Unformatted text preview: FLUID MECHANICS FLUID MECHANICS FOR CHEMICAL ENGINEERS Introduction
Fluid mechanics, a special branch of general mechanics, describes the laws of liquid and gas motion. Flows of liquids and gases play an important role in nature and in technical applications, as, for example, flows in living organisms, atmospheric circulation, oceanic currents, flows in rivers, wind and water loads on buildings and structures, gas motion in flames and explosions, aero and hydrodynamic forces acting on airplanes and ships, flows in water and gas turbines, pumps, engines, pipes, valves, bearings, hydraulic systems, and others. The Fluid Mechanics is essential in Chemical Engineering because the majority of chemical –processing operations are conducted either partly or totally in the fluid phase. Examples of such operations abound in the Biochemical, chemical, energy, fermentation, materials, petroleum, pharmaceutical, polymers and wasteprocessing industries. So what is a Fluid?
A fluid is defined as a substance that deforms continuously whilst acted upon by any force tangential to the area on which it acts. Such a force is termed a shear force, and the ratio of the shear force to the area on which it acts is known as the shear stress.
The rate at which the fluid deforms continuously depends not only on the magnitude of the applied force but also on a property of the fluid called its viscosity or resistance to deformation and flow. • Pressure Force per unit area is called pressure, and its unit is the Pascal, N/m2 in the SI system and psia, lbf/in2 absolute, in the English system. Force F
1 kPa =10
1 MPa =10
3 • The pressure used in all calculations of state is the absolute pressure measured relative to absolute zero pressure. However, pressures are often measured relative to atmospheric pressure called gage or vacuum pressures. In the English system the absolute pressure and gage pressures are distinguished by their units, psia (pounds force per square inch absolute) and psig (pounds force per square inch gage), respectively; however, the SI system makes no distinction between absolute and gage pressures. Pgage = Pabs − Patm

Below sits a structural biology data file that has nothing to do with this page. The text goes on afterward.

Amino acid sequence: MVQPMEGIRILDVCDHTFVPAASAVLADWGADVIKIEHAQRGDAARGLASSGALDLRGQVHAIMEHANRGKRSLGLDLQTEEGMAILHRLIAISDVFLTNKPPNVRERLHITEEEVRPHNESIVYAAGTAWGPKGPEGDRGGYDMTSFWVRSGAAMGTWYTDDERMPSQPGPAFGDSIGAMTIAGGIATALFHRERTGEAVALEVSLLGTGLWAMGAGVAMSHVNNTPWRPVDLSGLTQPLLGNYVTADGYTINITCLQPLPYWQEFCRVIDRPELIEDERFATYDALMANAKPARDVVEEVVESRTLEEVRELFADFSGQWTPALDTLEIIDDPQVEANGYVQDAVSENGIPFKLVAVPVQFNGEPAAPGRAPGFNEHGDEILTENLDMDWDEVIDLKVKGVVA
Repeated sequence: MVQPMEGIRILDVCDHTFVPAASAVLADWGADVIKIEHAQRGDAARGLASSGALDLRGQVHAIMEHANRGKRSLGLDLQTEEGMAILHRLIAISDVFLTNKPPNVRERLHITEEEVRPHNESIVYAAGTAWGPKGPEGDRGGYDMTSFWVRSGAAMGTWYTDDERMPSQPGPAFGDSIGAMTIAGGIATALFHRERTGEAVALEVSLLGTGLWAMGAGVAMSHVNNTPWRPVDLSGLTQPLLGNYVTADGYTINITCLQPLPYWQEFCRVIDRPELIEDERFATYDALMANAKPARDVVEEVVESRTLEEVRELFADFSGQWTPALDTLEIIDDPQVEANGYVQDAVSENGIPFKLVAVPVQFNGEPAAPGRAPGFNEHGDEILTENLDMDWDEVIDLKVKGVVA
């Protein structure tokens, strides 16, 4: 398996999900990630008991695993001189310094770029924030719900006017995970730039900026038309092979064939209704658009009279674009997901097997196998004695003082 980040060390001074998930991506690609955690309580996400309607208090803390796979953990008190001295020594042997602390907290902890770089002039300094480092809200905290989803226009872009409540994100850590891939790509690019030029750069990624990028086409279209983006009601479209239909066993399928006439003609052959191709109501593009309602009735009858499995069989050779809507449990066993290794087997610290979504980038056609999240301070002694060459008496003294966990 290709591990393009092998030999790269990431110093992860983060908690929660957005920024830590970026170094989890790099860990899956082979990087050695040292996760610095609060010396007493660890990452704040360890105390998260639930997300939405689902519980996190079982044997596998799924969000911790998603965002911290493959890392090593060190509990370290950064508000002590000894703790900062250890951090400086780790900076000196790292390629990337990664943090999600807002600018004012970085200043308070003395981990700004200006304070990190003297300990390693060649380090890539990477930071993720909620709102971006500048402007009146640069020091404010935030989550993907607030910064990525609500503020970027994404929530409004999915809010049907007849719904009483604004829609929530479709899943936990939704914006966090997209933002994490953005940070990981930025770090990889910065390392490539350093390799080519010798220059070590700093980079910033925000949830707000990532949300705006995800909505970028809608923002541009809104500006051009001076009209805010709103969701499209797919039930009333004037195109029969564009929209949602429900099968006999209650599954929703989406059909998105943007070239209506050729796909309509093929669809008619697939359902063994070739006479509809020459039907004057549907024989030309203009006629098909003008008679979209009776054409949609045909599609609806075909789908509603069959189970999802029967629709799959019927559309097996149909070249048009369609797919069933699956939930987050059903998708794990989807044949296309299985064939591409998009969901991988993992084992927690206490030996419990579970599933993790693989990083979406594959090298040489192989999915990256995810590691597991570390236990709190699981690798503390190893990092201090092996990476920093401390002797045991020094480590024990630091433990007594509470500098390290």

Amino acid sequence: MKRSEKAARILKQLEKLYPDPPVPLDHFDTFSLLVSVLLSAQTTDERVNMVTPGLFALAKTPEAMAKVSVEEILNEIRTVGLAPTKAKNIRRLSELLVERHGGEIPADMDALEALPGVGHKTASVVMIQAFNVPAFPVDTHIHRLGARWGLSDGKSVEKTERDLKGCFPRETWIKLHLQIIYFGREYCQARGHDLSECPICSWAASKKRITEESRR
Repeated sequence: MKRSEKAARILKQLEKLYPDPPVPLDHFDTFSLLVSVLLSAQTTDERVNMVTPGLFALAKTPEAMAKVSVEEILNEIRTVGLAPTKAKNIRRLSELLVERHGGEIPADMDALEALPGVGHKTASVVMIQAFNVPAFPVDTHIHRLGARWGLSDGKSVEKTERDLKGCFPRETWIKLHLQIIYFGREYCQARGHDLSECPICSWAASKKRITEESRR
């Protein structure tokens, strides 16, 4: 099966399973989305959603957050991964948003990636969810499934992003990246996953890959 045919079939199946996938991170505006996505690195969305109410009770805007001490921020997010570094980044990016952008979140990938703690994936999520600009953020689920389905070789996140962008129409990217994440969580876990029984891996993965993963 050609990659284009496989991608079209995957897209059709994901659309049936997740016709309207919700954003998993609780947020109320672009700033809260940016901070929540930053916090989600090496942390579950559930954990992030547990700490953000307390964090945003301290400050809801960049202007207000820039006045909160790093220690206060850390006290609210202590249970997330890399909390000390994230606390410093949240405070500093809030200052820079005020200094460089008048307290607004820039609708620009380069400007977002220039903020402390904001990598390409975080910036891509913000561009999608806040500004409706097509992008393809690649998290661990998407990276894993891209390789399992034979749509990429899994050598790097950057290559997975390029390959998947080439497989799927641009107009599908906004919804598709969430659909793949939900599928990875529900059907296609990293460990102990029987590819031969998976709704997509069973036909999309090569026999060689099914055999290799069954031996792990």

Pvac = Patm − Pabs
Pabs = Patm ± Pgage
The relation among atmospheric, gage, and vacuum pressures is shown below. Small The relation among atmospheric, gage, and vacuum pressures is shown below. Small to moderate pressure differences are measured by a manometer and a differential fluid column of height h corresponds to a pressure difference between the system and the surroundings of the manometer. This pressure difference is determined from the manometer fluid displaced height as Velocity
Velocity • If the fluid passes through a plane of area A normal to the direction of the velocity,, the corresponding volumetric flow rate of fluid through the plane is Q =u A. • The corresponding mass flow rate is m= p Q = p u A, where p is the (constant) fluid density. • When velocity is multiplied by mass it gives momentum, a quantity of prime importance in fluid mechanics. The corresponding momentum flow rate passing through the area A is M = mu = p u A. 2 .Basic laws
Basic laws • When applying these laws, the procedure is first to identify a system, its boundary, and its surroundings; and second, to identify how the system interacts with its surroundings. Refer to Fig. and let the quantity X represent either mass, energy, or momentum. Density
• S= p/ pw
• Degrees A.P.I. (American Petroleum Institute) are related to specific gravity s by the formula A.P.I= 141.5/S 131.5
Thus, for the crude oil listed in Table 1.1, indeed gives 141.5/0.851 — 131.5 = 35°A.P.I. • Densities of gases. For ideal gases, pV nRT, where p is the absolute pressure, V is the volume of the gas, n is the number of moles, R is the gas constant, and T is the absolute temperature. If M is the molecular weight of the gas, it follows that: p= PM/RT
• For NON ideal gases p= PM/ZRT VISCOSITY
All fluids offer resistance to any force tending to cause one layer to move over another. Viscosity is the fluid property responsible for this resistance. Since relative motion between layers requires the application of shearing forces, that is, forces parallel to the surfaces over which they act, the resisting forces must be in exactly the opposite direction to the applied shear forces and so they too are parallel to the surfaces. SURFACE TENSION
Surface tension arises from the forces between the molecules of a liquid and the forces (generally of a different magnitude) between the liquid molecules and those of any adjacent substance. Units
Units An important component to the solution to any engineering thermodynamic problem requires the proper use of units. ...
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- Spring '09